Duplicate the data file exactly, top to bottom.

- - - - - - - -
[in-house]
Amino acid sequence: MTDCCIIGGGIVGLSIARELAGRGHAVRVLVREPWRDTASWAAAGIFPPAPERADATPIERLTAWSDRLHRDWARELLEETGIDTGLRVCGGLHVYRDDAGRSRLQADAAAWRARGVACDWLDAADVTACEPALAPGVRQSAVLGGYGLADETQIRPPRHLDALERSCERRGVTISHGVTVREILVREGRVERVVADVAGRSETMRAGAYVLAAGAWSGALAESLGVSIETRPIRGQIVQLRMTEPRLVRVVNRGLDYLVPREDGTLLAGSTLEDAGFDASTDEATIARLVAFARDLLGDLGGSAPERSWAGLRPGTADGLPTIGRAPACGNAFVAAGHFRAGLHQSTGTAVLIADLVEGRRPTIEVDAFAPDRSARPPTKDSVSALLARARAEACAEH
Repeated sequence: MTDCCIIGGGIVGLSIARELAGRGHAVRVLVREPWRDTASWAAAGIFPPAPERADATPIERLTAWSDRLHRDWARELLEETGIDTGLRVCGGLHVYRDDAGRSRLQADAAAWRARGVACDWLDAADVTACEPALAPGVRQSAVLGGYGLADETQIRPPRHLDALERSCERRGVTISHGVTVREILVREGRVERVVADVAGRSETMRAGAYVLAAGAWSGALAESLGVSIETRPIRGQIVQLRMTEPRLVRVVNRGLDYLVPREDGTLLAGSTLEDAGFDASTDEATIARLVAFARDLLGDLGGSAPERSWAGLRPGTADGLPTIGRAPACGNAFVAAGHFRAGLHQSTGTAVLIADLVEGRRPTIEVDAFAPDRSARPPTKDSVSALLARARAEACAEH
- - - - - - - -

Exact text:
[in-house]
Amino acid sequence: MTDCCIIGGGIVGLSIARELAGRGHAVRVLVREPWRDTASWAAAGIFPPAPERADATPIERLTAWSDRLHRDWARELLEETGIDTGLRVCGGLHVYRDDAGRSRLQADAAAWRARGVACDWLDAADVTACEPALAPGVRQSAVLGGYGLADETQIRPPRHLDALERSCERRGVTISHGVTVREILVREGRVERVVADVAGRSETMRAGAYVLAAGAWSGALAESLGVSIETRPIRGQIVQLRMTEPRLVRVVNRGLDYLVPREDGTLLAGSTLEDAGFDASTDEATIARLVAFARDLLGDLGGSAPERSWAGLRPGTADGLPTIGRAPACGNAFVAAGHFRAGLHQSTGTAVLIADLVEGRRPTIEVDAFAPDRSARPPTKDSVSALLARARAEACAEH
Repeated sequence: MTDCCIIGGGIVGLSIARELAGRGHAVRVLVREPWRDTASWAAAGIFPPAPERADATPIERLTAWSDRLHRDWARELLEETGIDTGLRVCGGLHVYRDDAGRSRLQADAAAWRARGVACDWLDAADVTACEPALAPGVRQSAVLGGYGLADETQIRPPRHLDALERSCERRGVTISHGVTVREILVREGRVERVVADVAGRSETMRAGAYVLAAGAWSGALAESLGVSIETRPIRGQIVQLRMTEPRLVRVVNRGLDYLVPREDGTLLAGSTLEDAGFDASTDEATIARLVAFARDLLGDLGGSAPERSWAGLRPGTADGLPTIGRAPACGNAFVAAGHFRAGLHQSTGTAVLIADLVEGRRPTIEVDAFAPDRSARPPTKDSVSALLARARAEACAEH